13.  When corporate veil can be pierced- Hon’ble Supreme Court in Kapila Hingorani v. State of Bihar, (2003) 116 Comp. Cas. 133 has observed that it is now well settled that the corporate veil can in certain situations be pierced or lifted. The principles behind the doctrine is a changing concept and it is expanding its horizon as it was held in State of U.P. and others v. Renusagar Power Company Ltd {1988 (4) SCC 59}. The corporate veil indisputably can be pierced when the corporate personality is found to be opposed to justice, convenience and interest of the revenue or workmen or against public interest.


14. CONCLUSION:  Dr. Avtar Singh in his book ‘Company Law’, 12th ed. 1999 at page 25, has stated -thus it is abundantly clear that incorporation does not cut off personal liability at all times and under all circumstances.  Honest enterprise, by means of companies is allowed; but the public are protected against kiting and humbuggery. The sanctity of a separate corporate identity is upheld only in so far as the entity is consonant with the underlying policies which give it life. ‘Those who enjoy the benefits of the machinery of incorporation have to assure a capital structure adequate to the size of the enterprise. They must not withdraw the corporate assets or mingle their own individual accounts with those of the corporation or represent to third parties that no difference exists between themselves and the company. The courts have at times seized upon these facts as evidence to justify the imposition of liability upon the shareholders’ (Judicial Supervision of One-man Corporation, 46 Harvard Law Review 1084).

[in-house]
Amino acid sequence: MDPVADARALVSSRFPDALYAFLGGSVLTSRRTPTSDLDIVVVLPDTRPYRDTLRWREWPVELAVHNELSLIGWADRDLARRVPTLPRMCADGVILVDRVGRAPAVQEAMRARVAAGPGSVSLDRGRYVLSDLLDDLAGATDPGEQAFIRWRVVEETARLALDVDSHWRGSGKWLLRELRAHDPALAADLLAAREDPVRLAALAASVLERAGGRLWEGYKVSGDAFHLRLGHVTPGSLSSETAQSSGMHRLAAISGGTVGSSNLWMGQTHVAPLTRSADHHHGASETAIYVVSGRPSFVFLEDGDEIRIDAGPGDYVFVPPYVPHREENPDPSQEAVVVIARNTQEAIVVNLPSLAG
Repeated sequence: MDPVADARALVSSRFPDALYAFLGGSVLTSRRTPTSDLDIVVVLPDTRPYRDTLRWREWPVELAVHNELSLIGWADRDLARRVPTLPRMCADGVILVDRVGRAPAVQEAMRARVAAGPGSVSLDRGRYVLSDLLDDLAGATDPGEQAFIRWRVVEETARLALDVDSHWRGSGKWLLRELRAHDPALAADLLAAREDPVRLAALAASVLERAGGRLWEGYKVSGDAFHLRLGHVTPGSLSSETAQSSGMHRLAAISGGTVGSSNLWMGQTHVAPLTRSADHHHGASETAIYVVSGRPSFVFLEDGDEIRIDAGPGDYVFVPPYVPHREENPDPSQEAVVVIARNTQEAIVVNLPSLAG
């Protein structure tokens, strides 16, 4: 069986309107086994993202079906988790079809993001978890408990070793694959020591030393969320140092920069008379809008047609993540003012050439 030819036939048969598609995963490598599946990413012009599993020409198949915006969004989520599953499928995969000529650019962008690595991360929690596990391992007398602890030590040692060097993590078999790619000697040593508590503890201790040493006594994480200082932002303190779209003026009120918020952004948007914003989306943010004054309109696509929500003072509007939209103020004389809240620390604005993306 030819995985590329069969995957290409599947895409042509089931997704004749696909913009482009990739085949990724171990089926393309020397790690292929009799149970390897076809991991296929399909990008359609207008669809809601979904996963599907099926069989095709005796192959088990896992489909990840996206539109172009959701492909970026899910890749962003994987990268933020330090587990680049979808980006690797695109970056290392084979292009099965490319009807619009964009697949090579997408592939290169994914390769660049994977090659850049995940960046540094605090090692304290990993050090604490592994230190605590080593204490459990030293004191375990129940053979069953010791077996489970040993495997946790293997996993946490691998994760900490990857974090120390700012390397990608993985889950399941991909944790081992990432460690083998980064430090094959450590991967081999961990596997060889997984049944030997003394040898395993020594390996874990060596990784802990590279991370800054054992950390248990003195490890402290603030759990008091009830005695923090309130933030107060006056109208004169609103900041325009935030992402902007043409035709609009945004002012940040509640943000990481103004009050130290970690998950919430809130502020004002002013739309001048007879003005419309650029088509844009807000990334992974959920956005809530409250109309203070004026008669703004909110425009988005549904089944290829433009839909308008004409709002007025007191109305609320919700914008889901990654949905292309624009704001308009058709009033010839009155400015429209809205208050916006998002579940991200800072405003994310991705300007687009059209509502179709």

15. Black’s Law Dictionary, ninth edition, 2009 at page 1264 has defined the term ‘Piercing the corporate veil’ as follows - the judicial act of imposing personal liability on otherwise immune corporate officers, directors, or shareholders for the corporation’s wrongful acts.